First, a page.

Gotha Go 242
|Gotha Go 242|
|Gotha Go 242 in Grosseto, 1943|
The Gotha Go 242 was a transport glider used by the Luftwaffe during World War II. It was an upgrade over the DFS 230 in both cargo/troop capacity and flight characteristics. Though it saw limited action, it appeared in multiple variants.
The Go 242 was designed by Albert Kalkert in response to a Reichsluftfahrtministerium (RLM) requirement for a heavy transport glider to replace the DFS 230 then in service. The requirement was for a glider capable of carrying 20 fully laden troops or the equivalent cargo.
The aircraft was a high-wing monoplane with a simple square-section fuselage ending in clamshell doors used to load cargo. The empennage was mounted on twin booms linked by a tailplane. The fuselage was formed of steel tubing covered with doped fabric. The flight characteristics of the design were better than those of the DFS 230.
Cargo versions of the glider featured a hinged rear fuselage loading ramp that could accommodate a small vehicle such as a Kübelwagen or loads of similar size and weight.
The glider was tested with rockets for overloaded take offs, a rack of four 48 kg (106 lb) Rheinmetall 109-502 rockets mounted on the rear of the cargo compartment. A second rocket called the "R Device" was also used with the glider - it was a liquid-fuel Heinkel rocket engine R I-203 (HWK 109-500A) which was mounted beneath the wing on either side of the body and was ejected after takeoff, parachuting down to be recycled.
Two prototypes flew in 1941 and the type quickly entered production. A total of 1,528 were built, 133 of which were converted to the Go 244, with two 500 kW (700 hp) Gnome-Rhone engines fitted to forward extensions of the tail booms.
In service, Go 242s were towed into the air by Heinkel He 111s or Junkers Ju 52s, and were occasionally fitted with RATO equipment. Most saw service in the Mediterranean, North Africa and Aegean. Ju 87D-2s had strengthened rear fuselage and combined tailwheel and hook for towing the Go 242.
A few gliders, the Go 242 C-1 variant, were constructed with a flying boat-style hull allowing water landings. It was proposed that some carry a small catamaran assault boat with a 1,200 kg (2,600 lb) explosive charge suspended between its hulls. The proposed mission profile was for the pilot to land near an enemy ship and transfer to the assault boat, setting off at high speed for the enemy ship and locking the controls before bailing out.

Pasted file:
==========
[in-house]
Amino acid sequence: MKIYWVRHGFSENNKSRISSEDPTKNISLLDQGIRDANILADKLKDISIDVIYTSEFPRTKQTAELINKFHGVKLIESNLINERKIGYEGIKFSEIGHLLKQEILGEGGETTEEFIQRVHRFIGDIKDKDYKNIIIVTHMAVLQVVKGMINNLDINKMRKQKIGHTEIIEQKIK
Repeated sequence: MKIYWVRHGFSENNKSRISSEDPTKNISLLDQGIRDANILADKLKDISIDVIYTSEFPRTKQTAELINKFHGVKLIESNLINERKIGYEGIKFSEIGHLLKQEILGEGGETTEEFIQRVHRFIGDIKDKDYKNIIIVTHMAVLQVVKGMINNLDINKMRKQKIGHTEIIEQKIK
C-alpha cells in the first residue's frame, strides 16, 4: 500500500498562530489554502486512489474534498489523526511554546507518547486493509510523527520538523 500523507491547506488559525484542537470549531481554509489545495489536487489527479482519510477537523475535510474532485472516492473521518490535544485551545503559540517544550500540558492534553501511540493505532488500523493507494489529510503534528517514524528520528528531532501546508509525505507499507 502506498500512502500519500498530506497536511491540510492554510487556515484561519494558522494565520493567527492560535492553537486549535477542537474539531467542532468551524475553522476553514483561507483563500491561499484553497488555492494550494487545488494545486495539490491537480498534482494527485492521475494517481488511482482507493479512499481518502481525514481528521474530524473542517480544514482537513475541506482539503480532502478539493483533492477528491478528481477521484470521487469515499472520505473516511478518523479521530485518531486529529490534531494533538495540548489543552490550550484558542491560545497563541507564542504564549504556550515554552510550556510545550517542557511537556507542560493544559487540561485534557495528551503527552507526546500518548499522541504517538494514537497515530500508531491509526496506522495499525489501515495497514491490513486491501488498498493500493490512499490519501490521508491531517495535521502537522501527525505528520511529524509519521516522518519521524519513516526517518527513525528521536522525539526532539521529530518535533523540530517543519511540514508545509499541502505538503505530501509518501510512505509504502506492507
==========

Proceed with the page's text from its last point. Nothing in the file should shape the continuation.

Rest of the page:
- Gotha Go 242 - Musée de la Resistance du Vercors. Valence, France
- Gotha Go 242 C-1 - Technik Museum and Luftwaffenmuseum der Bundeswehr. Berlin, Germany
- Go 242 A-1 - initial cargo-carrying version
- Go 242 A-2 - initial troop-carrying version
- Go 242 B-1 - cargo version with jettisonable landing gear
- Go 242 B-2 - B-1 with improved landing gear
- Go 242 B-3 - troop-carrying version of B-1 with double rear doors
- Go 242 B-4 - troop-carrying version with doors of B-3 and landing gear of B-2
- Go 242 B-5 - training version with dual controls
- Go 242 C-1 - maritime assault version with flying boat-style hull. Never used operationally
Specifications (Go 242B-3)
Data from
- Crew: one or two pilots
- Capacity: Up to 23 troops
- Length: 51 ft 10 in (15.81 m)
- Wingspan: 80 ft 5 in (24.50 m)
- Height: 14 ft 5 in (4.40 m)
- Wing area: 693 ft² (64.4 m²)
- Empty weight: 7,055 lb (3,200 kg)
- Max takeoff weight: 15,653 lb (7,100 kg)
- Maximum speed: 186 mph, 162 kn (300 km/h)
4 × 7.92 mm (.312 in) MG 15 machine guns
- Related development
- Aircraft of comparable role, configuration and era
- DFS 230
- Waco CG-4A -
- General Aircraft Hamilcar
- General Aircraft Hotspur
- Airspeed Horsa
- Slingsby Hengist
- Related lists
- List of aircraft of World War II
- List of World War II military aircraft of Germany
- List of military aircraft of Germany
- List of World War II military gliders
- Nowarra, Heinz; Force, Ed (1991). German Gliders in World War II. U.S.: Schiffer Publishing Ltd. ISBN 0-88740-358-1.
|Wikimedia Commons has media related to Gotha Go 242.|
- "War in the Air." FLIGHT, 12 February 1942, p. 130, early intelligence photo of Go 242, bottom of page.